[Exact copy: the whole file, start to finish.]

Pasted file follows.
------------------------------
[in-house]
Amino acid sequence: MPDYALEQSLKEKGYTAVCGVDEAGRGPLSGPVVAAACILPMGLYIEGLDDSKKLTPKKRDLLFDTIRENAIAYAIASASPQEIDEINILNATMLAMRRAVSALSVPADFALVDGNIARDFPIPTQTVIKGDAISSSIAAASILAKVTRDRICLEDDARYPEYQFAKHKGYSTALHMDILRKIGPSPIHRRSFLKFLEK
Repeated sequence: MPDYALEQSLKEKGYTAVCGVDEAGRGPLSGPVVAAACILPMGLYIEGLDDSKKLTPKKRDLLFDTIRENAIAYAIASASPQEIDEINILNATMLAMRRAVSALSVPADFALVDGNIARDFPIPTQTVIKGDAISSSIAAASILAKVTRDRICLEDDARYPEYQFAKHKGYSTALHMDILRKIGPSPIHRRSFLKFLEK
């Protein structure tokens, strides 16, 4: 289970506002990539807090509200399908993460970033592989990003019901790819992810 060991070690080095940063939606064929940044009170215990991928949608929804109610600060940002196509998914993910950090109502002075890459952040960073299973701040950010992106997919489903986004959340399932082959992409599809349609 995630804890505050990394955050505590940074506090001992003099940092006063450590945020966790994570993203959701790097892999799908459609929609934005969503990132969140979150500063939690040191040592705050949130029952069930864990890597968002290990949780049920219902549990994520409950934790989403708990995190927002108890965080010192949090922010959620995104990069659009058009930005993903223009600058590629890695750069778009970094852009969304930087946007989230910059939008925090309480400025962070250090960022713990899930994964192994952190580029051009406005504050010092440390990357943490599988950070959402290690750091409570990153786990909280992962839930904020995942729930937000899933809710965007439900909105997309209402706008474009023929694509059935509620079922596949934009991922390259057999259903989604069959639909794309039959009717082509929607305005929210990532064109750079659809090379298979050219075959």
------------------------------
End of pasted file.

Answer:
[in-house]
Amino acid sequence: MPDYALEQSLKEKGYTAVCGVDEAGRGPLSGPVVAAACILPMGLYIEGLDDSKKLTPKKRDLLFDTIRENAIAYAIASASPQEIDEINILNATMLAMRRAVSALSVPADFALVDGNIARDFPIPTQTVIKGDAISSSIAAASILAKVTRDRICLEDDARYPEYQFAKHKGYSTALHMDILRKIGPSPIHRRSFLKFLEK
Repeated sequence: MPDYALEQSLKEKGYTAVCGVDEAGRGPLSGPVVAAACILPMGLYIEGLDDSKKLTPKKRDLLFDTIRENAIAYAIASASPQEIDEINILNATMLAMRRAVSALSVPADFALVDGNIARDFPIPTQTVIKGDAISSSIAAASILAKVTRDRICLEDDARYPEYQFAKHKGYSTALHMDILRKIGPSPIHRRSFLKFLEK
């Protein structure tokens, strides 16, 4: 289970506002990539807090509200399908993460970033592989990003019901790819992810 060991070690080095940063939606064929940044009170215990991928949608929804109610600060940002196509998914993910950090109502002075890459952040960073299973701040950010992106997919489903986004959340399932082959992409599809349609 995630804890505050990394955050505590940074506090001992003099940092006063450590945020966790994570993203959701790097892999799908459609929609934005969503990132969140979150500063939690040191040592705050949130029952069930864990890597968002290990949780049920219902549990994520409950934790989403708990995190927002108890965080010192949090922010959620995104990069659009058009930005993903223009600058590629890695750069778009970094852009969304930087946007989230910059939008925090309480400025962070250090960022713990899930994964192994952190580029051009406005504050010092440390990357943490599988950070959402290690750091409570990153786990909280992962839930904020995942729930937000899933809710965007439900909105997309209402706008474009023929694509059935509620079922596949934009991922390259057999259903989604069959639909794309039959009717082509929607305005929210990532064109750079659809090379298979050219075959």